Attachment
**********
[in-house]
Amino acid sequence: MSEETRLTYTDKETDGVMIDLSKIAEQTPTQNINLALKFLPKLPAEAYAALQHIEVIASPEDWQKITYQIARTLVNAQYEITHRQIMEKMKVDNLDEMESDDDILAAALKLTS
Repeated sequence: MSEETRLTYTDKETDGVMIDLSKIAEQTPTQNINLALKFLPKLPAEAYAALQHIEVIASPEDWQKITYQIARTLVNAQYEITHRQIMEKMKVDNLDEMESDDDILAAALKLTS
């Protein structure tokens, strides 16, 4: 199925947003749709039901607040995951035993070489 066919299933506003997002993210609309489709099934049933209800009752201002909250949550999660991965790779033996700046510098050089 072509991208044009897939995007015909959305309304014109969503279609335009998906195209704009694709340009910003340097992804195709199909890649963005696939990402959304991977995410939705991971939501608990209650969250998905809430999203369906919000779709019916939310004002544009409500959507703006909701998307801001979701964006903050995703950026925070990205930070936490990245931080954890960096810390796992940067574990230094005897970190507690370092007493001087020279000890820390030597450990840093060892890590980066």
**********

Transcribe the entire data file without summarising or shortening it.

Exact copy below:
[in-house]
Amino acid sequence: MSEETRLTYTDKETDGVMIDLSKIAEQTPTQNINLALKFLPKLPAEAYAALQHIEVIASPEDWQKITYQIARTLVNAQYEITHRQIMEKMKVDNLDEMESDDDILAAALKLTS
Repeated sequence: MSEETRLTYTDKETDGVMIDLSKIAEQTPTQNINLALKFLPKLPAEAYAALQHIEVIASPEDWQKITYQIARTLVNAQYEITHRQIMEKMKVDNLDEMESDDDILAAALKLTS
């Protein structure tokens, strides 16, 4: 199925947003749709039901607040995951035993070489 066919299933506003997002993210609309489709099934049933209800009752201002909250949550999660991965790779033996700046510098050089 072509991208044009897939995007015909959305309304014109969503279609335009998906195209704009694709340009910003340097992804195709199909890649963005696939990402959304991977995410939705991971939501608990209650969250998905809430999203369906919000779709019916939310004002544009409500959507703006909701998307801001979701964006903050995703950026925070990205930070936490990245931080954890960096810390796992940067574990230094005897970190507690370092007493001087020279000890820390030597450990840093060892890590980066």